As the weather grows colder and snow begins to visit the mountains, we move from the temperate summer hiking to shoulder season hikes. Though some access roads and hikes are closed during the winter season, many are still accessible and the mountains are just as breathtaking in the winter months (if not more). The most important part about winter hiking is to bring many, many layers. As physical exertion will keep you warm while walking, you may feel like less layers are necessary, but it is important to have extra sweaters, toques and gloves just in case. And of course, always layer up as soon as you stop moving, to prevent getting chilled.

To take advantage of the long weekend in October, I embarked on an easy hike in Kananaskis. Edworthy Falls is a great shoulder season hike, as the relatively flat and wide trail provide easy navigation around puddles or in snow. I would recommend this hike to any beginner hikers in the summer, or hikers new to off season or winter hiking.

The view of Elbow Lake.

The hike begins with a steady ascent to Elbow Lake. At this point the trail levels off and becomes quite flat through the valley to Edworthy Falls. The total elevation gain, 383 m is gained in this first half hour of hiking. The trail is 9.7 km in total and took us about 3 hours from start to finish with a lunch break.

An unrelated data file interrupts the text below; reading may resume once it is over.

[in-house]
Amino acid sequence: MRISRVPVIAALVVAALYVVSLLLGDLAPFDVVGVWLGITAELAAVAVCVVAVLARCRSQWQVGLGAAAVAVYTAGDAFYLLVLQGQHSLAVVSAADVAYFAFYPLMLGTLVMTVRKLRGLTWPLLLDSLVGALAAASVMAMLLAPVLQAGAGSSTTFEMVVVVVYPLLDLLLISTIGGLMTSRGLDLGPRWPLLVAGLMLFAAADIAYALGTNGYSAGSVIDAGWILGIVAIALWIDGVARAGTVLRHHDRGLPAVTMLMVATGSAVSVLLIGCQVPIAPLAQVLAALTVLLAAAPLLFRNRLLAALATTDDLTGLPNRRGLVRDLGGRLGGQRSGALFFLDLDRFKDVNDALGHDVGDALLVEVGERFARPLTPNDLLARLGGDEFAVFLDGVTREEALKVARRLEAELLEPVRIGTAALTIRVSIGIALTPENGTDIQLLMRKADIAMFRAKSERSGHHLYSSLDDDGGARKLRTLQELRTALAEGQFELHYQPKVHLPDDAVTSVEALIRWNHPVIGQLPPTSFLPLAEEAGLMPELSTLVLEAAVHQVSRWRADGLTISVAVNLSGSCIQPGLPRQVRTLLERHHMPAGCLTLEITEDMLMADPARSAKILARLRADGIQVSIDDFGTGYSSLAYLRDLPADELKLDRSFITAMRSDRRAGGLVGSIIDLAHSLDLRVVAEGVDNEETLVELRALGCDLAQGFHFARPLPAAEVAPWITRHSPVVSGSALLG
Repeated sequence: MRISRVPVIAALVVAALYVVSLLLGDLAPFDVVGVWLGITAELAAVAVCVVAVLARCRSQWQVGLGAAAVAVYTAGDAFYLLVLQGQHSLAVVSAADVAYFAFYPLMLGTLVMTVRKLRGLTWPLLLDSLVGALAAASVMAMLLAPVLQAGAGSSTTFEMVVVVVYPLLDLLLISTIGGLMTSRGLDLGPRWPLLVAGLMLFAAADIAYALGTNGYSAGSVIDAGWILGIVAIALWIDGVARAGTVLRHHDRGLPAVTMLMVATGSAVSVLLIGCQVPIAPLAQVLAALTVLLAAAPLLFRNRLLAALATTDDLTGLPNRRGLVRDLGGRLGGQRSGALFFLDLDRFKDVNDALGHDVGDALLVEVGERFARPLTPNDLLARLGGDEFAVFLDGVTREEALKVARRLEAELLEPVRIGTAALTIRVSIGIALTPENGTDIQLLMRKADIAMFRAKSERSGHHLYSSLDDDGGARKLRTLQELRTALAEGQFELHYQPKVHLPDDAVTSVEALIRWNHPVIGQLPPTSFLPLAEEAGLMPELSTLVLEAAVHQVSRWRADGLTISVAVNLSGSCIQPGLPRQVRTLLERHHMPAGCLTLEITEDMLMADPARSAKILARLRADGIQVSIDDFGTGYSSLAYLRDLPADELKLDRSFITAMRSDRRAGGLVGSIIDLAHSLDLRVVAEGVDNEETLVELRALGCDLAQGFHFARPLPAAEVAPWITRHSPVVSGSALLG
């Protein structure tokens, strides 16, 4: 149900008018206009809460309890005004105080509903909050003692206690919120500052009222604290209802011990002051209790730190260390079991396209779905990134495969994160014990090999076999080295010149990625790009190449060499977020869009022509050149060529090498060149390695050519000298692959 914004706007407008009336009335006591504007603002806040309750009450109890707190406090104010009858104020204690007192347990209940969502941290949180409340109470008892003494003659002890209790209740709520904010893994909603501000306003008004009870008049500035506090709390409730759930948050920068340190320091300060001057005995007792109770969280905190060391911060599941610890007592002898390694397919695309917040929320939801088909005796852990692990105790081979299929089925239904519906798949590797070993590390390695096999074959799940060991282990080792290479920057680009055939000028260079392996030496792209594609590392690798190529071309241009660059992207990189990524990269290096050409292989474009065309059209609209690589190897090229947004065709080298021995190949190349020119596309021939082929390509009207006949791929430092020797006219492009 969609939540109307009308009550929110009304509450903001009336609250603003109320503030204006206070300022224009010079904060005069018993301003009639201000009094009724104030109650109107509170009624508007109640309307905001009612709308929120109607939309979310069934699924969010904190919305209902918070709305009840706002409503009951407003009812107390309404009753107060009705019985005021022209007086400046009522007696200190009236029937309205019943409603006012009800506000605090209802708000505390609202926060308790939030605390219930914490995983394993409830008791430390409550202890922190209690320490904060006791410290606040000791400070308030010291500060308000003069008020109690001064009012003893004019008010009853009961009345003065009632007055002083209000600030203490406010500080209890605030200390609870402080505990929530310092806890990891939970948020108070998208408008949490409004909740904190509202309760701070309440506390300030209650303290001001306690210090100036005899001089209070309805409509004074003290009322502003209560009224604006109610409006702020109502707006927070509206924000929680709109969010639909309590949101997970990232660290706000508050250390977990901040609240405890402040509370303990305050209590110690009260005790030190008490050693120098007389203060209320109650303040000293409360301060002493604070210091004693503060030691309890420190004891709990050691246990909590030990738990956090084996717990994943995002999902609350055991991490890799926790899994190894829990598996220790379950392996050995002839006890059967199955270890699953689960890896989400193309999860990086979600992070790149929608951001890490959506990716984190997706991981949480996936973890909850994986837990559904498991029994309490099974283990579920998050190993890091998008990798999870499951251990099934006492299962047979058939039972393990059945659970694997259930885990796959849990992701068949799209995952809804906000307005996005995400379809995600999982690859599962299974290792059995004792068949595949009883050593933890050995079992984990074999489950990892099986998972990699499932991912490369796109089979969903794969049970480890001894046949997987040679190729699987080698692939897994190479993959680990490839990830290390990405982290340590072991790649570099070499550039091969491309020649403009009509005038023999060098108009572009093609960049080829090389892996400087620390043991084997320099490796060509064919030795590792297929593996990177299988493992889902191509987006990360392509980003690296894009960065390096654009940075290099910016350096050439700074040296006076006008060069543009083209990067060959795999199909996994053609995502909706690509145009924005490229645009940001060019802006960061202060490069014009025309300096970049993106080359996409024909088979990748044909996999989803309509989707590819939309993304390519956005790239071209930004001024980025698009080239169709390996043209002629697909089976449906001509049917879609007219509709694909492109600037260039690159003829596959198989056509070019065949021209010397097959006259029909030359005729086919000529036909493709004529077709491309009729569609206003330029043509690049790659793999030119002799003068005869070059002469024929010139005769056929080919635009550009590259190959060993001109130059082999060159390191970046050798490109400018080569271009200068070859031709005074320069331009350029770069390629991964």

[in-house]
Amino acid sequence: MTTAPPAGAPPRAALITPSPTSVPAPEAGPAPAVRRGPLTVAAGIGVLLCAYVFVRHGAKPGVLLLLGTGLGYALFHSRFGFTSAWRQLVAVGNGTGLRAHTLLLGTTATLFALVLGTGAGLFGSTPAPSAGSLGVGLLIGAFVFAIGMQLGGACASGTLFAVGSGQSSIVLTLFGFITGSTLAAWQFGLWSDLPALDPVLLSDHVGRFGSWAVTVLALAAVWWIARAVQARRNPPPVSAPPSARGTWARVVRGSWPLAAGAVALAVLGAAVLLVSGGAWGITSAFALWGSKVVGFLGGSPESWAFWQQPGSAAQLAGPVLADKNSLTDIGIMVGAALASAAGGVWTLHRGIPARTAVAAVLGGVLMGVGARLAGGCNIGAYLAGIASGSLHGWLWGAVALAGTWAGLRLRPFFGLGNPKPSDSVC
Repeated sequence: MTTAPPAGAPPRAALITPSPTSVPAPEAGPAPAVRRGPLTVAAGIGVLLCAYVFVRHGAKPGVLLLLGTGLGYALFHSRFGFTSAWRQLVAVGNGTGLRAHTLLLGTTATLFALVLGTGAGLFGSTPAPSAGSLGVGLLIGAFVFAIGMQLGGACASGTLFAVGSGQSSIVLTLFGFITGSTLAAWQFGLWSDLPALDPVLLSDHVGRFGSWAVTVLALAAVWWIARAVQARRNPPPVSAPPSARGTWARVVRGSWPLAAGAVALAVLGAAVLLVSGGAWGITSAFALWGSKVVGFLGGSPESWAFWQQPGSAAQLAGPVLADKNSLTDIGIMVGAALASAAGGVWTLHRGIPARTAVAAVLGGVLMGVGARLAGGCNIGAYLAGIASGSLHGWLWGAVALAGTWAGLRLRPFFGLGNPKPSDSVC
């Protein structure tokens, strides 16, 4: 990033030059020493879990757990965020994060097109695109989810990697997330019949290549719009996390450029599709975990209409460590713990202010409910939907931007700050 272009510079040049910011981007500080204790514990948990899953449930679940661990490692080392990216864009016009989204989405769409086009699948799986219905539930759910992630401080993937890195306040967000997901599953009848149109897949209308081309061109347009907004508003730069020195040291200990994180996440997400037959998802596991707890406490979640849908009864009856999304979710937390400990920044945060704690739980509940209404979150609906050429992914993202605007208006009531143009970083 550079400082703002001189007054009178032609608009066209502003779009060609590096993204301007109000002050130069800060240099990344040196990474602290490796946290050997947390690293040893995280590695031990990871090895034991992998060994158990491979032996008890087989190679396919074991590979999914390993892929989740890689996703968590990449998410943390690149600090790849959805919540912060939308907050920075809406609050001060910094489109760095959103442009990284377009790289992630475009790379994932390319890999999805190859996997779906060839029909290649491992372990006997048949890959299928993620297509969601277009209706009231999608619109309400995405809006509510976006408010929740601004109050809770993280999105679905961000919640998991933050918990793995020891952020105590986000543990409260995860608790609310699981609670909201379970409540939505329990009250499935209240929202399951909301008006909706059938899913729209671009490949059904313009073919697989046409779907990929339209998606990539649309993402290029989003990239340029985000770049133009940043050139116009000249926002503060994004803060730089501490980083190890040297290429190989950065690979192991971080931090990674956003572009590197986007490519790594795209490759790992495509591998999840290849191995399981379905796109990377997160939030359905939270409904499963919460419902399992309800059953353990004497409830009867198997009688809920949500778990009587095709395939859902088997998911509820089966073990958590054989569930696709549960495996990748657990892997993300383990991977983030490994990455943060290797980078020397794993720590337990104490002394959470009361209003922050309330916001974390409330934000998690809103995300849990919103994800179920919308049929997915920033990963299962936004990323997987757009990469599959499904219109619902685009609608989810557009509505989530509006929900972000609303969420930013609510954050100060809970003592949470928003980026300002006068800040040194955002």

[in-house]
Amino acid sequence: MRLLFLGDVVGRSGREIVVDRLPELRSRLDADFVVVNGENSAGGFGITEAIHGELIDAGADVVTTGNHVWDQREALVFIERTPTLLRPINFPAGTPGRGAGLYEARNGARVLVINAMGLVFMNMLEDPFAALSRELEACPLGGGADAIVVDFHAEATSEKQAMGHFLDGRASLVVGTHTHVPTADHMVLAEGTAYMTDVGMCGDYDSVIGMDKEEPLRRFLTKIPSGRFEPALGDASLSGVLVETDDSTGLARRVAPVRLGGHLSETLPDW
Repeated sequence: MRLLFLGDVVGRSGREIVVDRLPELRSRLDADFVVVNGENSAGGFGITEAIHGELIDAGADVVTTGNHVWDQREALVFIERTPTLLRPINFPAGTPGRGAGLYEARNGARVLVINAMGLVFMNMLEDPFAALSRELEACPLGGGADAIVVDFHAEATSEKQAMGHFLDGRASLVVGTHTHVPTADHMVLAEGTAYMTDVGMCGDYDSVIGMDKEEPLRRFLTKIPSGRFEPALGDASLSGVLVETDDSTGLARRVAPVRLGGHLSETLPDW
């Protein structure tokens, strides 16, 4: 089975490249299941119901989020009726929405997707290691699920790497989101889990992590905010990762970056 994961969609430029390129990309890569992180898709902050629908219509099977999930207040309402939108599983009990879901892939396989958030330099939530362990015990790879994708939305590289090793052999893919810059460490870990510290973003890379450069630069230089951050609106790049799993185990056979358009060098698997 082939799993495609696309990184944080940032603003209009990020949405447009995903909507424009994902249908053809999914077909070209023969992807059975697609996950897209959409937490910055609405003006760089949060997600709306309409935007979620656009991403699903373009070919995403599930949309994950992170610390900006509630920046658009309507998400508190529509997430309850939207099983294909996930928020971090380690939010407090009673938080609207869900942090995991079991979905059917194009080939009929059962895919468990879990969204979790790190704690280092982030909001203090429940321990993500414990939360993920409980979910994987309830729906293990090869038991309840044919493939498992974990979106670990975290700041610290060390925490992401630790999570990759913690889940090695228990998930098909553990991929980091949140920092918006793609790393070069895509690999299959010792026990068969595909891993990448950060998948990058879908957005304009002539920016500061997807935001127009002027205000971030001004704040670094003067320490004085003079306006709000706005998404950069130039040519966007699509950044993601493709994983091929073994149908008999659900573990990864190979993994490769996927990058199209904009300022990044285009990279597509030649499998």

Elbow Lake also serves as an easy to reach backcountry campsite. The campsite wraps around the right side of the lake, while the trail continues on the left. After a short stop to admire the lake and surrounding mountains, we continued on our way to the falls.

The view of the surrounding mountains along the path to the falls.

The path to the falls is a narrow trail off the main path marked by a pile of rocks on the main trail. Be sure to keep an eye out for this, as we passed the rocks initially and carried on for nearly a kilometre before realizing our mistake. The path itself is not as well-defined, so be sure to take a look near the rocks and you will find it.

There is a steep descent to the bottom of the falls where you can venture to the shoreline, but if you are feeling less sure of your footing, you can also take in the view from the top of the path.

Edworthy Falls.

We sat near the shore and had lunch while watching the falls. Impressive icicles have already formed around the falls, giving the area a magical winter feel. After lunch, we made our way back up to the main trail and had only been walking for a few minutes when the light snow turned into more substantial flakes.

We hiked quickly back down, as the wet snow (perfect for snowball making) began to accumulate. We arrived back at the car covered in snow, but the hike was certainly worthwhile.


Published by immersivetraveller

I am a recent graduate with a BA in Honours English. I enjoy creative writing and language learning as well as travelling and exploring.

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